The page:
People with an opioid use disorder (OUD) are at higher risk for other psychiatric disorders including other Substance Use Disorders (tobacco, alcohol, cannabis, stimulants, and/or benzodiazepines) and non- Substance Use Disorders (SUDs) psychiatric disorders such as psychotic illnesses, depression, bipolar, Post Traumatic Stress Disorder (PTSD) or Attention Deficit Hyperactivity Disorder (ADHD). These are often referred to as “psychiatric comorbidities”.
When these co-occurring disorders manifest only while using opioids or when in withdrawal from opioids, they are often referred to as substance induced disorders. Alternatively, such psychiatric disorders exist independently from a person’s opioid use, and do not end after a person has stopped using opioids and are considered primary or independent disorders. These disorders can only be diagnosed if they continue after a person has stopped using drugs for a period of time.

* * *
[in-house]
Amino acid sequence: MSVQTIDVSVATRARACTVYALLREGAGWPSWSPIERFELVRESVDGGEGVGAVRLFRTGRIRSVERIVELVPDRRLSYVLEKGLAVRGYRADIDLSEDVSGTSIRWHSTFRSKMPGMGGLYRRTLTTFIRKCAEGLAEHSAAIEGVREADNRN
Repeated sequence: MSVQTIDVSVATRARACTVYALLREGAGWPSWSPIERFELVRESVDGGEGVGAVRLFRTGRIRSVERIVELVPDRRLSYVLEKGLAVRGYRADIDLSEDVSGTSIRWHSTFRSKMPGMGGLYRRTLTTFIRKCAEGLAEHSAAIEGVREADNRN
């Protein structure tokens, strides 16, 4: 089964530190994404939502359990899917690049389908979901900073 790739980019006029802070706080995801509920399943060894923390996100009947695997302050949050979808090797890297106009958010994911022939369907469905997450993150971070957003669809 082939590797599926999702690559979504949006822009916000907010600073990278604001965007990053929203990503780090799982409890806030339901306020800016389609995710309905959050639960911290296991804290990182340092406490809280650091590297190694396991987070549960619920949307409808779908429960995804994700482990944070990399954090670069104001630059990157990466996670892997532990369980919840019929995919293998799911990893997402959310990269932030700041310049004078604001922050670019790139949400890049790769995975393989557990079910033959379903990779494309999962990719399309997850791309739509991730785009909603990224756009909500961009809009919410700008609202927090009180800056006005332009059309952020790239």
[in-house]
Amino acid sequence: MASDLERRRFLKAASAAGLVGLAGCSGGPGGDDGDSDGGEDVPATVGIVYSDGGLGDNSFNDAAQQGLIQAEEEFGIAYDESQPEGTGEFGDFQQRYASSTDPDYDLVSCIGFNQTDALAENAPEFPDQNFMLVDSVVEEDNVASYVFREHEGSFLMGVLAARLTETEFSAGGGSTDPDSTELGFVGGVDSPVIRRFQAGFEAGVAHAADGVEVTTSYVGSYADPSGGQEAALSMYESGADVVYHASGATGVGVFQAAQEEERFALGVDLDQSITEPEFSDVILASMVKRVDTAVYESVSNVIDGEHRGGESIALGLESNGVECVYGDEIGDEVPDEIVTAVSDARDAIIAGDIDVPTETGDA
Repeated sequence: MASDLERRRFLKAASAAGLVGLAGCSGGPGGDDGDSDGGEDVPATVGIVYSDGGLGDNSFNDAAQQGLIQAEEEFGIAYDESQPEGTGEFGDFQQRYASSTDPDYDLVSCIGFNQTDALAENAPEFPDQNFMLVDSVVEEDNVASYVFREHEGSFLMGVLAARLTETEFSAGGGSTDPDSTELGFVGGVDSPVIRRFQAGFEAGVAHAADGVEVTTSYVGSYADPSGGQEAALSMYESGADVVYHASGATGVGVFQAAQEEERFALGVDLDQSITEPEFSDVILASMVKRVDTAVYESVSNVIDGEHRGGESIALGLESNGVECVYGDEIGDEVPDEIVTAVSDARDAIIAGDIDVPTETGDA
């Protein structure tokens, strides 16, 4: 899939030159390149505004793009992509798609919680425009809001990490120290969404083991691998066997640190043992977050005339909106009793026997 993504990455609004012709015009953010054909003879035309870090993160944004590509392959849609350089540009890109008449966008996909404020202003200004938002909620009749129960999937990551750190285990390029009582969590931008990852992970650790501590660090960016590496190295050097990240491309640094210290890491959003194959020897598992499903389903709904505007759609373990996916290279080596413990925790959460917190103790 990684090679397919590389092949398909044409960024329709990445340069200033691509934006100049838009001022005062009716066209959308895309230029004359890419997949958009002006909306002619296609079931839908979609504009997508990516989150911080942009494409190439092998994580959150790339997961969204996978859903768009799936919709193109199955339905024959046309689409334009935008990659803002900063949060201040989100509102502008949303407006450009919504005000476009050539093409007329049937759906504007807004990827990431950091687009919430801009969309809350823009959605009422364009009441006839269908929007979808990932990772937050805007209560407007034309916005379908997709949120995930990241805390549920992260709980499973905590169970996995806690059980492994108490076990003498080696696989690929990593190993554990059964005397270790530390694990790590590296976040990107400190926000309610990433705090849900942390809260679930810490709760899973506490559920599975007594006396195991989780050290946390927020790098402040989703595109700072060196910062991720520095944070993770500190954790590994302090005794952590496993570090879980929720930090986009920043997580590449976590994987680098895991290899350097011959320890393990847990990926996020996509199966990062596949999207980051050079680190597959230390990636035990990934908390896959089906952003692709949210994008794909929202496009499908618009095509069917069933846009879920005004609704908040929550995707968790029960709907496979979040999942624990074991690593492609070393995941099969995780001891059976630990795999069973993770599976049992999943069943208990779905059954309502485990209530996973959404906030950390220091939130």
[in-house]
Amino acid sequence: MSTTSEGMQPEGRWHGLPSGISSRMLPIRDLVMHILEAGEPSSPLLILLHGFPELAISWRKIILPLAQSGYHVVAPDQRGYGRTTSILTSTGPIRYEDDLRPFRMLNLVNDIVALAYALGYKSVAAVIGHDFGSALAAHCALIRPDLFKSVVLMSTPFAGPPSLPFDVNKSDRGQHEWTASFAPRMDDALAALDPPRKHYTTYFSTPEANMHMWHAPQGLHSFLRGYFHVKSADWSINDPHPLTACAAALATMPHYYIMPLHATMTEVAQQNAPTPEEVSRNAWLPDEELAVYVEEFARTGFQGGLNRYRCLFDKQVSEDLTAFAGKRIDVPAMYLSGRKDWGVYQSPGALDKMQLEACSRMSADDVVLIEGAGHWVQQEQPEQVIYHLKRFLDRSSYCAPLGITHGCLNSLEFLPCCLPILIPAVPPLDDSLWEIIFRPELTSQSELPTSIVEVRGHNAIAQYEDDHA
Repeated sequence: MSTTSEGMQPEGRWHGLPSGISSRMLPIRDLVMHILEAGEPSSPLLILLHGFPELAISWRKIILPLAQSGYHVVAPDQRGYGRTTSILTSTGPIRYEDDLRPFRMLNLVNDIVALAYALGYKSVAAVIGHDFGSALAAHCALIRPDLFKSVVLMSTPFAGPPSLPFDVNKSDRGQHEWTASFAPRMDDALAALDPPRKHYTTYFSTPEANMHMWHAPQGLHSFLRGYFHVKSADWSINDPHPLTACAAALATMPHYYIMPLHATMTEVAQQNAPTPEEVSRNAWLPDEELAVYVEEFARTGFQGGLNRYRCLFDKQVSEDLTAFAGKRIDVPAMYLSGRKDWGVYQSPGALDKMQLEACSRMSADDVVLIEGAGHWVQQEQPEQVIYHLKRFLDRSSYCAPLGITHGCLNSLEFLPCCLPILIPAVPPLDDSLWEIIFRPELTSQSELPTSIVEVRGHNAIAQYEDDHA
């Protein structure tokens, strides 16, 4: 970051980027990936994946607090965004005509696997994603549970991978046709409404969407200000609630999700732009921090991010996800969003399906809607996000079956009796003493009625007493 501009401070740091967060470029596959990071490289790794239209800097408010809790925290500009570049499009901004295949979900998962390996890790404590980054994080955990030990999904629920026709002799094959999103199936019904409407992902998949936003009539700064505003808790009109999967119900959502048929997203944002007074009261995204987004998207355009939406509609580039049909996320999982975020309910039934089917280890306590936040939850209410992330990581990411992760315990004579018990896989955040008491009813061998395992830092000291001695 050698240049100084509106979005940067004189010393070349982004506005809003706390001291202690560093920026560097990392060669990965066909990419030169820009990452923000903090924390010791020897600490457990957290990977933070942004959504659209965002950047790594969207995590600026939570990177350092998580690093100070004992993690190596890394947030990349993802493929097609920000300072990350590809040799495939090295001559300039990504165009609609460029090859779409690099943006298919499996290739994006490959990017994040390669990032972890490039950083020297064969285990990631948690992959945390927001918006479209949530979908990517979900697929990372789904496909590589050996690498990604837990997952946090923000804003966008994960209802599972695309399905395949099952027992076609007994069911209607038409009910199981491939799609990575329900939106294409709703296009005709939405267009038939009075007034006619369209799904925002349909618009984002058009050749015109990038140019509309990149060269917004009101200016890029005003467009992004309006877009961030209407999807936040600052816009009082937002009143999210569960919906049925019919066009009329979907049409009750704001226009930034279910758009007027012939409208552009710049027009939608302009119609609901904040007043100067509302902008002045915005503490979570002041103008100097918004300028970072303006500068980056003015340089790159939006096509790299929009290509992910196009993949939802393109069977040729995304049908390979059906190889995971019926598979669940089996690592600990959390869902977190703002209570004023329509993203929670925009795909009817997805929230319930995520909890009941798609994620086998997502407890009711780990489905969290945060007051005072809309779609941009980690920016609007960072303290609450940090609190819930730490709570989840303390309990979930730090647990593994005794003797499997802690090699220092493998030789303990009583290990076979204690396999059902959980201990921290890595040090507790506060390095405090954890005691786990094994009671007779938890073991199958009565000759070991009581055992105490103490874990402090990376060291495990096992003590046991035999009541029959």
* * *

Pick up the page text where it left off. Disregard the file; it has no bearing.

People with co-occurring psychiatric disorders may find recovery from substance addiction to be more difficult, and may require more intense treatment. As such, having co-occurring disorders worsens the prognosis for either condition, but the literature shows that treating any underlying non-SUD psychiatric disorders will improve the odds of sustained recovery for the SUD, and vice versa.
Data from the 2017 National Survey of Drug Use and Health showed that more than 1.6 million opioid users had a serious mental illness while more than 4.6 millions had any mental illness.
Access “Opioid Addiction with Psychiatric Comorbidities” at: https://pcssnow.org/resource/opioid-addiction-psychiatric-comorbidities/
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